The amount of gas flowing to U.S. liquefied natural gas (LNG) export plants on Thursday was on track to reach its highest since hitting a record high in March, erasing all of this year’s losses from coronavirus demand destruction.
Data provider Refinitiv said feedgas to the LNG plants was on track to reach 9.4 billion cubic feet per day (bcfd) on Thursday, the highest since hitting a record 9.5 bcfd on March 31.
In late August, feedgas flows collapsed to an 18-month low of just 2.3 bcfd due to a combination of hurricane and maintenance outages, and cargo cancellations.
One billion cubic feet of gas can supply about 5 million U.S. homes for a day.
U.S. exports fell each month from March to July as the coronavirus caused energy demand to drop and prices in Europe and Asia to collapse to record lows, leading LNG buyers to cancel around 175 U.S. cargoes.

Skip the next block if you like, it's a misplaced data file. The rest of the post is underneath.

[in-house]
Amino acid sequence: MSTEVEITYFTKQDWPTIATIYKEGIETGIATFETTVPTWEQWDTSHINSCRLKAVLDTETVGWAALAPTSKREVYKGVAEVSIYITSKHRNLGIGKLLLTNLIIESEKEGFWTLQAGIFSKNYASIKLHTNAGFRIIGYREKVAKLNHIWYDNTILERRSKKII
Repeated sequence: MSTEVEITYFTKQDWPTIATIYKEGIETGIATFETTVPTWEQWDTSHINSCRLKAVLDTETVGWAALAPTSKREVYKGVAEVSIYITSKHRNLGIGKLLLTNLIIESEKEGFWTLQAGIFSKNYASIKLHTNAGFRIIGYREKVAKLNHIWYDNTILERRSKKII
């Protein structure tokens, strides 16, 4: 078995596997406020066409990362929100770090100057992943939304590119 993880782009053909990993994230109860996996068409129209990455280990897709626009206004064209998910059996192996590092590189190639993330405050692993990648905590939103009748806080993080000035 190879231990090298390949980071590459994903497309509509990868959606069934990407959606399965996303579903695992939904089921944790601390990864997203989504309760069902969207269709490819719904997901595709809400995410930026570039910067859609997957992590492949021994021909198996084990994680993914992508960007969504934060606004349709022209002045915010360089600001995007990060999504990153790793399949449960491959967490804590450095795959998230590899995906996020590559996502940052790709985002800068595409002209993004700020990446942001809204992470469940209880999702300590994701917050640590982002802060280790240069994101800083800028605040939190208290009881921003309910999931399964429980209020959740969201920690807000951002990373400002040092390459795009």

But with global gas prices rising over the past two months, LNG buyers have reversed earlier cargo cancellations and are again purchasing lots of U.S. gas.
Gas prices in Europe and Asia hit their highest levels since 2019 over the past week, putting both more than $2 per million British thermal units over the U.S. Henry Hub benchmark in Louisiana.
All six of the big U.S. LNG export plants, which together can export about 10 bcfd of gas, were operating in recent weeks after returning from hurricane and maintenance outages and capacity reductions due to cargo cancellations.
The U.S. LNG plants are owned by units of Cheniere Energy Inc (Sabine Pass in Louisiana and Corpus Christi in Texas), Freeport LNG in Texas, Cameron LNG in Louisiana, Kinder Morgan Inc (Elba Island in Georgia), and Dominion Energy Inc (Cove Point in Maryland). 29dk2902l